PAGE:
Conec2 fallout leaves Australians without phone, internet service
Thousands of Australians lose their landline and internet service.
The fall-out from the Conec2 incident left over 50,000 customers being forced to find a new provider. The implications of the collapse are wide-reaching with government officials now calling for amendments to be made to the Telecommunications Act.
A spokesman for the Communications Minister, Malcolm Turnbull, made it clear that his office was collaborating with the Comms Alliance in response to the recent events and that an “industry-based” solution is being sought.
Comms Alliance CEO John Stanton was in agreement that something must be done to prevent a similar level of service disruption in future. However, he also acknowledged that the unique circumstances surrounding the recent collapse of Conec2 were not necessarily typical of what might happen in future.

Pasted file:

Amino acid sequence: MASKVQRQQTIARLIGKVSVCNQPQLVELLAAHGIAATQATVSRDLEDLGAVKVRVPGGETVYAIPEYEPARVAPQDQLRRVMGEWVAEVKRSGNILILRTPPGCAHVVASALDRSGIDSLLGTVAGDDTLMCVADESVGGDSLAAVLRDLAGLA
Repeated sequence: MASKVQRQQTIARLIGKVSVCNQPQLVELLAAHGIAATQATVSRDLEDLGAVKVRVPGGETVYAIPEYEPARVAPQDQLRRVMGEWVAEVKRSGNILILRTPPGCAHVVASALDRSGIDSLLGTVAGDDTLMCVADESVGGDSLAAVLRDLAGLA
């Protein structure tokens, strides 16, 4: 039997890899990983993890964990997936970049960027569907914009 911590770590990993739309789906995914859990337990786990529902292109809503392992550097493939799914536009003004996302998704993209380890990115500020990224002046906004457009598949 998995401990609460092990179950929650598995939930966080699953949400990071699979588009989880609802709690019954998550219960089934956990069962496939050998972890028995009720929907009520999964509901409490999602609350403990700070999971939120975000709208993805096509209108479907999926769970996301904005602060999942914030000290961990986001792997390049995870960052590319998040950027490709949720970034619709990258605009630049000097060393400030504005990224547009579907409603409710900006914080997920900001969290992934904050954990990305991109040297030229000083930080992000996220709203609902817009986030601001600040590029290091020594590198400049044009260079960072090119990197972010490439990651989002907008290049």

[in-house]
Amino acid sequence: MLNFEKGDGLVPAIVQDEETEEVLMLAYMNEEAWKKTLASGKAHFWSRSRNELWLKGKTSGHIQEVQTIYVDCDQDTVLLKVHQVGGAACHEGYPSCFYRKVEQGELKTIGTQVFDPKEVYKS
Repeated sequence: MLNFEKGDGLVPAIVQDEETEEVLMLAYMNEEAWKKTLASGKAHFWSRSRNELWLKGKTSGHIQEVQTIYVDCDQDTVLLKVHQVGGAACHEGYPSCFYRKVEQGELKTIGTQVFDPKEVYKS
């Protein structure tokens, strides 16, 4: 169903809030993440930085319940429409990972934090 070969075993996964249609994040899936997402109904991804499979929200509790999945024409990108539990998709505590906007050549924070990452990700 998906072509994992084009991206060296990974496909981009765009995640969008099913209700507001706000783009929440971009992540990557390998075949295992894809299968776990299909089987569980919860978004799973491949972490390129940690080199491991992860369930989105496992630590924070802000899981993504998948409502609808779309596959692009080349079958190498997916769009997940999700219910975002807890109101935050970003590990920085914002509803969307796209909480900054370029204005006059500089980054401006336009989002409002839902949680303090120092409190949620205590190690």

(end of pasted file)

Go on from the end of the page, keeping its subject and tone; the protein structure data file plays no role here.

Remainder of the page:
“In previous – thankfully rare – situations of this type, industry players have typically been able to mobilise cooperatively and minimise disruption to customer services," he said.
“Each financial event is unique, however, and the current situation has been made more difficult by the complex structures and inter-relationships between some of the involved entities."
This was in follow-up to a remark made by Nick Xenophon, an independent Senator, who suggested that a “default telco provider” should be in place to provide continuity of service for any customers affected by their provider going under.
Conec2 went into administration this month following their acquisition of ispONE last year.
More Telecom has been on hand to help many of the affected Conec2 customers reconnect as quickly and as cheaply as possible.